Students gladly leave textbooks and homework behind for the summer but they shouldn't close the door on healthy eating habits, says a Baylor College of Medicine pediatrician.
"There is some suggestion that kids may gain weight during summer months, but whether it's because of changes in eating or physical activity is not clear," said Dr. Teresia O'Connor, assistant professor of pediatrics – nutrition at the USDA/ARS Children's Nutrition Research Center at BCM and Texas Children's Hospital. "But certainly it is just as important to eat healthy over the summer as it is any other time of the year."
Check out food groups
That includes eating a variety of foods from all food groups. Fruits and vegetables should be incorporated into all meals, portion sizes should be appropriate and snacks should be limited, O'Connor said.
A healthy summer lunch should include a fruit, a vegetable, some form of protein and whole grains.
"An example of this might be whole-grain pasta or a sandwich served on whole-grain bread with a low-fat meat, such as turkey, along with a fruit and a vegetable. The quality of lunches served to our children should not change over the summer," O'Connor said
Breakfast still reigns
Breakfast is still an important meal and should not be skipped, she said. In fact, children and teens should maintain a routine of getting enough sleep, waking up and starting the day with a healthy breakfast. This will help start their day right and later with the transition back to school.
"It's important to keep eating three meals a day with one to two snacks," O'Connor said. "Kids should not be at home grazing throughout the day instead of eating three meals."
Another key to healthy summer nutrition is staying hydrated. There are many different beverages available for kids these days, but water is still the best and healthiest way to stay hydrated, O'Connor said.
Parents and children should be aware of how much sugar is in sodas, sports drinks and fruit drinks, she said. While it's okay to drink a small amount of these types of beverages over a week's time, the primary drinks should be water and low-fat or skim milk.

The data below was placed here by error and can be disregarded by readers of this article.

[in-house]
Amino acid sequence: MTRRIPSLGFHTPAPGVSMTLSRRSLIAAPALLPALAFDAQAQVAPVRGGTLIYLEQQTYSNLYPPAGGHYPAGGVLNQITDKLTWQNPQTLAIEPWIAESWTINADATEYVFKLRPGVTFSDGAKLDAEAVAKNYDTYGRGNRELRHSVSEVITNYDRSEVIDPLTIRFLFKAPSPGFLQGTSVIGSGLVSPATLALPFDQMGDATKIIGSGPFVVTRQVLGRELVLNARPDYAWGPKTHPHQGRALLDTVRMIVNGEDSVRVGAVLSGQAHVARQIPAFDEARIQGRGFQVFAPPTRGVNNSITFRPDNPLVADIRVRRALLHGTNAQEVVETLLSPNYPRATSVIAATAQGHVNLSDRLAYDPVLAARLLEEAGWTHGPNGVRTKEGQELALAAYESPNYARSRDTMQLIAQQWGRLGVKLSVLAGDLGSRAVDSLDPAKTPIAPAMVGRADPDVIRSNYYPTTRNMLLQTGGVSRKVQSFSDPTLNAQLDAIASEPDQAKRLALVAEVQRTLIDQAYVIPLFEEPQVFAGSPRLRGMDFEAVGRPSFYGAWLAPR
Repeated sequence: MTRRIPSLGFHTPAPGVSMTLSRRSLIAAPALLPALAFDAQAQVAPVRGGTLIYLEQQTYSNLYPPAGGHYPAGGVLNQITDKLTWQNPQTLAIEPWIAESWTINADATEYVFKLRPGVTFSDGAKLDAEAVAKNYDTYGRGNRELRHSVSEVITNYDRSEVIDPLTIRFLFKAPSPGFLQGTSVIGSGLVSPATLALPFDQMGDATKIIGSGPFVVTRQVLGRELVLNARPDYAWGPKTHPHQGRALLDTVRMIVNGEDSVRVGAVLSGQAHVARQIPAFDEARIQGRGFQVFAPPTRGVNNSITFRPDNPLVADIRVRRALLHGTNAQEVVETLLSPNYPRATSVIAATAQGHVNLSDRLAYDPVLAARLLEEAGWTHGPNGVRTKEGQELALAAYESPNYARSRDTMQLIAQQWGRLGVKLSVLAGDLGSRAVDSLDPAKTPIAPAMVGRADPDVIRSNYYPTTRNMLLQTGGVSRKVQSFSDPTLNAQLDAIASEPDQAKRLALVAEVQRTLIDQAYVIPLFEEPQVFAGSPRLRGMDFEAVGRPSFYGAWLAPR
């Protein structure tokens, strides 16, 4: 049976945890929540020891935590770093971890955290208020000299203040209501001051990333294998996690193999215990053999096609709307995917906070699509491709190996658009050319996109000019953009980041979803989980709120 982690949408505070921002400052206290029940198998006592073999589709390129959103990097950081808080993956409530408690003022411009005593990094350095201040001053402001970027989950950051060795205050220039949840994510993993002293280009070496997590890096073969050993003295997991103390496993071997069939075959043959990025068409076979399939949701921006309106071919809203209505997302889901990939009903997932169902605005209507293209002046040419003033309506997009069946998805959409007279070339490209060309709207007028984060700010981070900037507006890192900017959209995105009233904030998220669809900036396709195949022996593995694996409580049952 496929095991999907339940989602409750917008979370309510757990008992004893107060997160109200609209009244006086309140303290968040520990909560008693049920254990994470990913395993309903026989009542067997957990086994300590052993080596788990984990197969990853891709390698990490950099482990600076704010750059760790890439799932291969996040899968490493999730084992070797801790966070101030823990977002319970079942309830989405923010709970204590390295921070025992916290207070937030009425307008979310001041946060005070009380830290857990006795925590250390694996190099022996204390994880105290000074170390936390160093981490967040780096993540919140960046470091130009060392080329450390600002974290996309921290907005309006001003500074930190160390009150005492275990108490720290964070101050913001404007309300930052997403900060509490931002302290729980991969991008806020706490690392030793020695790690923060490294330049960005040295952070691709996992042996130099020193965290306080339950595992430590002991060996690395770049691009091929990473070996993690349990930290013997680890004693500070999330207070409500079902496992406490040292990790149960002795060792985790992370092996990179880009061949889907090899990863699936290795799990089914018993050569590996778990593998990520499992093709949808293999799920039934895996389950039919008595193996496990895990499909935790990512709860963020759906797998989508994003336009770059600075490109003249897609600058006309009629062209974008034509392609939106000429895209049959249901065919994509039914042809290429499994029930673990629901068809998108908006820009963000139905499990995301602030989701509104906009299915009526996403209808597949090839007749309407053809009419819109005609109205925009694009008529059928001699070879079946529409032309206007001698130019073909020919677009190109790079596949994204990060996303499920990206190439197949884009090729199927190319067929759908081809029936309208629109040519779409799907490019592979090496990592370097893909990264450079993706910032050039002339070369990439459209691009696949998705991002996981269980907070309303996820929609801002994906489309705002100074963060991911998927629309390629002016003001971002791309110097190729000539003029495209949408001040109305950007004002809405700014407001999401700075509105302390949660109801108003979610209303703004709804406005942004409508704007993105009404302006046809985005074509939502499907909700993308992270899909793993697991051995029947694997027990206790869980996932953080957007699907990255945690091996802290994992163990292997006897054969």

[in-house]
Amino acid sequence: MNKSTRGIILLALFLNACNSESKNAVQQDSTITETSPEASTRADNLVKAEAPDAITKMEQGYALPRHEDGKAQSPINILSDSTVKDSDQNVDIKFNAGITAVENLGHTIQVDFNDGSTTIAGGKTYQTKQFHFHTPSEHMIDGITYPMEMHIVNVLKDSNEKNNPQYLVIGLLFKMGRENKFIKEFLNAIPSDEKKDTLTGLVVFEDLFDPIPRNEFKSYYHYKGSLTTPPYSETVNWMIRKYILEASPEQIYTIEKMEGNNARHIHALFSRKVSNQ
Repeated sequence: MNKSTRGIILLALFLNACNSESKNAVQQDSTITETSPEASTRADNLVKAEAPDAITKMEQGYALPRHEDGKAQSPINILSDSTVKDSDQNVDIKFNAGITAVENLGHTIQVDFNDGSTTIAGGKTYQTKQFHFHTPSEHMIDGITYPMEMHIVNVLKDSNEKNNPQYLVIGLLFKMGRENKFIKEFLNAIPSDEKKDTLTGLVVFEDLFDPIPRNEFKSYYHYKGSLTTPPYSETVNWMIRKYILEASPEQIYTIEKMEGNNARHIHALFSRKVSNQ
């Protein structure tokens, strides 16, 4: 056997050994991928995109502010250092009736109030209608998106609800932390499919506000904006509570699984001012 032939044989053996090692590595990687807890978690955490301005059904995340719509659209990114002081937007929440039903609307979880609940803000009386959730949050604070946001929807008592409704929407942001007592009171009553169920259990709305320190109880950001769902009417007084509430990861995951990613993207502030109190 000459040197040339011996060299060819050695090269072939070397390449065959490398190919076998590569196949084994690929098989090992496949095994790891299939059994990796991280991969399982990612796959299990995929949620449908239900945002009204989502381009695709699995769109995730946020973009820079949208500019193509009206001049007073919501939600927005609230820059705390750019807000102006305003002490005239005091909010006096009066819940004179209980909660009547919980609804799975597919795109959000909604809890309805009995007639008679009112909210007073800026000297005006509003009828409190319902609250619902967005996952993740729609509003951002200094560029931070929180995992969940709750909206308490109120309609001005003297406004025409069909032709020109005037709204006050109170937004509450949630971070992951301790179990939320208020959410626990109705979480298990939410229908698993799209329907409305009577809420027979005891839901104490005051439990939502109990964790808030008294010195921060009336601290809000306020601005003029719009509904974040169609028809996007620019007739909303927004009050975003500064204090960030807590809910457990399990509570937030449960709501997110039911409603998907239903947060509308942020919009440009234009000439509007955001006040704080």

Parents who are concerned that their children are eating large amounts of cookies, chips and other high-calorie snacks or drinking a lot of soda and other sugary drinks can address this by changing the food environment in the home, O'Connor said. Don't bring such foods into the house and instead have plenty of fruits and vegetables and filtered water on hand.
Family time in the kitchen
Parents can also use the summer as an opportunity to get their kids involved in grocery shopping and meal preparation.
"There is some evidence showing that when kids are more involved in preparing foods that are new to them, they are more likely to try it," said O'Connor. "And giving children a couple of choices of healthy foods, such as vegetables, makes it more likely they will eat it. Ultimately we want to teach kids to make healthy decisions on their own."
Children and teens should be encouraged to help prepare their own meals so they can learn to take responsibility for their own healthy eating, she said.
Parents whose children accessed free and reduced lunch plans during the school year may be able to find similar programs available in the summer from their local school district or other community resources. Families who are interested should contact their school for more information.